By Tim H. Martin
Here's a dilemma most hunters have dealt with when setting up a climbing stand:
You're scouting a new area and finally locate the right tree to give you the perfect vantage point. You can see, shoot and stay upwind, and the way the game trails intersect nearby, you just know this tree is The One to help you ambush a big buck.
But there's just one problem. The base is so big in relation to the mid- and upper-trunk, you'll practically have to walk on stilts to get into your climber, and you chance breaking a leg doing a dismount to get out of it. If only you could hang it a little higher up the trunk to get started.
Here's a solution a fellow hunter showed me years ago. It was so simple, I wondered why I hadn't already thought of it.
Simply take a screw-in treestep or two and place them at the base of the tree so you'll have a foothold from which you can easily climb in and out of your climbing stand.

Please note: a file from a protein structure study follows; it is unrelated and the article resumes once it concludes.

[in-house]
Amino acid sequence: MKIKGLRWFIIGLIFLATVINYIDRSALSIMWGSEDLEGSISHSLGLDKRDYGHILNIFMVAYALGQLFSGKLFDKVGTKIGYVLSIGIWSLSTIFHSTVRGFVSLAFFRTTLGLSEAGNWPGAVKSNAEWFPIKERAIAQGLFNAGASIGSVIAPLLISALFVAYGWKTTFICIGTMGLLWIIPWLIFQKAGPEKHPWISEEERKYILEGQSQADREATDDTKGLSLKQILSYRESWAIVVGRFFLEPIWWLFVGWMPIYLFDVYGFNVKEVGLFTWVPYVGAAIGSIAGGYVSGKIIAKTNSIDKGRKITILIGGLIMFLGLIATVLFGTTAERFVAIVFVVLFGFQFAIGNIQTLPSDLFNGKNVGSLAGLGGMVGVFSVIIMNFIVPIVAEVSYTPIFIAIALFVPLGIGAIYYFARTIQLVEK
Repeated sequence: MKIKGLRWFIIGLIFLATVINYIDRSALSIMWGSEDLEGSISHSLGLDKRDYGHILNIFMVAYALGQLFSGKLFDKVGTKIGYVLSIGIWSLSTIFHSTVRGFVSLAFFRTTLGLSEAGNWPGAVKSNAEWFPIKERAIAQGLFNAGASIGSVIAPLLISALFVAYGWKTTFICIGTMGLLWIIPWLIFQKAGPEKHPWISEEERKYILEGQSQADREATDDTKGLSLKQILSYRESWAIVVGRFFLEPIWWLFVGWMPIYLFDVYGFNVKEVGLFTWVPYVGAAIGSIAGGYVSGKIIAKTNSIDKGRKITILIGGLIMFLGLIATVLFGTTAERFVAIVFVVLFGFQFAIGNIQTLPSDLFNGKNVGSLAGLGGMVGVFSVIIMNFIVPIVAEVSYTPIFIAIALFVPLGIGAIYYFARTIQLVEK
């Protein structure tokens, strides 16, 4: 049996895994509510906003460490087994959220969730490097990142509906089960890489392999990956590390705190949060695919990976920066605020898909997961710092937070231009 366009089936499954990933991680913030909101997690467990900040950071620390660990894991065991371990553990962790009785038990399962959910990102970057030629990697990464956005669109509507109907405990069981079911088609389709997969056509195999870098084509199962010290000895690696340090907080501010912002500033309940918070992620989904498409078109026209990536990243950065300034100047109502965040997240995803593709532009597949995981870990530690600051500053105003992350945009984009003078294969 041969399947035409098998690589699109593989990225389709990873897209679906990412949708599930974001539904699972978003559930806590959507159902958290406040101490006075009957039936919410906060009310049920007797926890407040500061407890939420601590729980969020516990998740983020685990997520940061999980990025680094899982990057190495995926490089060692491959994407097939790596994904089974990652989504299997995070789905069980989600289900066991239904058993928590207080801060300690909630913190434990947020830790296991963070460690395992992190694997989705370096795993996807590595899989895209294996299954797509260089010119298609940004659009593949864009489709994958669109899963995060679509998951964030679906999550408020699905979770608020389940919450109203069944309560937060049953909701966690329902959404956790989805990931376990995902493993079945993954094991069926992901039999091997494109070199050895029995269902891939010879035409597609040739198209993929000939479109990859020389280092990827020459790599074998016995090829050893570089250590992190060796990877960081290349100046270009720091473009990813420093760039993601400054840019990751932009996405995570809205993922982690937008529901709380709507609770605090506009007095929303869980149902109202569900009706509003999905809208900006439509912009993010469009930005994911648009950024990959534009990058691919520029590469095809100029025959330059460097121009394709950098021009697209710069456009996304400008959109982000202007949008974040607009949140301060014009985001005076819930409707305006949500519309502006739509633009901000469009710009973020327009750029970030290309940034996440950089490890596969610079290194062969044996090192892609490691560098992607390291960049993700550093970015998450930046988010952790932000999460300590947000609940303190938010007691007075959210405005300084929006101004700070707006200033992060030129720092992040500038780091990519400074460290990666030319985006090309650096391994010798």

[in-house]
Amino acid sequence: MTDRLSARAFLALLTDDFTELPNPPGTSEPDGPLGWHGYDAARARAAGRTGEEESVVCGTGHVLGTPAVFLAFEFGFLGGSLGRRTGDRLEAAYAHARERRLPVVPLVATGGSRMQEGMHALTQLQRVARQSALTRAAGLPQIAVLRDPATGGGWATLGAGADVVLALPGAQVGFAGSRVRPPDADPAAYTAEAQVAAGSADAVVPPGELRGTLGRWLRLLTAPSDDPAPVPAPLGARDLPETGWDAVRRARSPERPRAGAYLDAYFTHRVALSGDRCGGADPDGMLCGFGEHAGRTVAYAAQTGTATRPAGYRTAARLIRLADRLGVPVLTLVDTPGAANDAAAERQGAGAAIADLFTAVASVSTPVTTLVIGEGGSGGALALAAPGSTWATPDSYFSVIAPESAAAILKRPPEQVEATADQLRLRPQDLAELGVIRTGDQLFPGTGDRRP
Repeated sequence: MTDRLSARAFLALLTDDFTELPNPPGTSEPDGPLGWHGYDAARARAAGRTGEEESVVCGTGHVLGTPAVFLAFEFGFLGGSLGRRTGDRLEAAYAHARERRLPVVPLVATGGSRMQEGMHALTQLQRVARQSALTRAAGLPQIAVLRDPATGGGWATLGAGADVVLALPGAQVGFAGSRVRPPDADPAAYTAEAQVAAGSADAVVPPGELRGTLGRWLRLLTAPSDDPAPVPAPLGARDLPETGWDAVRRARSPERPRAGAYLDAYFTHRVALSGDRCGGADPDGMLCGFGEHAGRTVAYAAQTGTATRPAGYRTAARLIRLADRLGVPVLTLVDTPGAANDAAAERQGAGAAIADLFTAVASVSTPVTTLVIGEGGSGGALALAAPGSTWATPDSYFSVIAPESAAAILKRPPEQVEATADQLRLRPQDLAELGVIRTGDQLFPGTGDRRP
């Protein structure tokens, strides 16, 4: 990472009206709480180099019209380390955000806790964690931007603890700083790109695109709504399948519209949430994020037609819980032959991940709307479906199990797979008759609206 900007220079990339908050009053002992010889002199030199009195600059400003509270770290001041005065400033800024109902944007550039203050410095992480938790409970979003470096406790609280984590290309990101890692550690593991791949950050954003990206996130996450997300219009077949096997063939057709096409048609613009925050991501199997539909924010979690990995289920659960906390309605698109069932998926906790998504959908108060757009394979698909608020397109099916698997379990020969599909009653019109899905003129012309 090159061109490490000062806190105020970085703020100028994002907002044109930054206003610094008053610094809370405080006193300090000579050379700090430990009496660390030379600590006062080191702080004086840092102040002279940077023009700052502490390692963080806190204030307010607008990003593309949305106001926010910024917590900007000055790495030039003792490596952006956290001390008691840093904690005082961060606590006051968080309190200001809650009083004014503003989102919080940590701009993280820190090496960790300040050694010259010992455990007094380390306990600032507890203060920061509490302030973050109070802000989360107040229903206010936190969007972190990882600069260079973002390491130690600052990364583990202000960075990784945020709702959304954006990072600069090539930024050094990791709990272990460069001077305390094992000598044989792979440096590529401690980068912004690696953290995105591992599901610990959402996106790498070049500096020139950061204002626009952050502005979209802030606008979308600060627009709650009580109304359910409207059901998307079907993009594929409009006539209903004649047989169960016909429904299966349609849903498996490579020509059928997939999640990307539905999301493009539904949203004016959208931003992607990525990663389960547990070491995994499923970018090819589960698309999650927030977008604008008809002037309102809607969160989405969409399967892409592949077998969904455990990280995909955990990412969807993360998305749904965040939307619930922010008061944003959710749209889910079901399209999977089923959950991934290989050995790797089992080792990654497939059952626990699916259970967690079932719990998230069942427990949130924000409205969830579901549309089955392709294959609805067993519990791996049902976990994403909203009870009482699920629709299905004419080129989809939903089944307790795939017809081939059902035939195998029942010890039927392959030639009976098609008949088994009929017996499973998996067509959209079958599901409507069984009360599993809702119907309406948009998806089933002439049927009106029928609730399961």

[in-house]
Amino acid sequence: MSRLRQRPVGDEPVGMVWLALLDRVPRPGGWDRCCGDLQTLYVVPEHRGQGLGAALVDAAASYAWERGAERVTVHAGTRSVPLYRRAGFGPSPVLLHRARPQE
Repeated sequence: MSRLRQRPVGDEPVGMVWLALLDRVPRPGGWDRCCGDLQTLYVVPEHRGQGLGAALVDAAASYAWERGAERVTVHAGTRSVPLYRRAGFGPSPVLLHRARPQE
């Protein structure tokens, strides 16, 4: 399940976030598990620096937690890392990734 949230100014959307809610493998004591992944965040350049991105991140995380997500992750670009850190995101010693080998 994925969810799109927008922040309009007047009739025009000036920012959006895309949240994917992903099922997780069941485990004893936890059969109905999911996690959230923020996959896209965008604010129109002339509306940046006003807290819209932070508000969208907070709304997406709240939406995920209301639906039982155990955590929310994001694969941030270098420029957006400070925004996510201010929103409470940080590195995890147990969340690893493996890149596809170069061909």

On most trees, even those with fat bases, you can start a climber in a nice level position if you hang it just a few feet higher, and the treesteps give you that ability. And no more awkward climber angles!
So don't let a fat-based tree keep you from hunting from it with your climber. When scouting, remember to keep a couple of extra screw-in steps in your backpack and give yourself a foothold to step up to your climbing stand.
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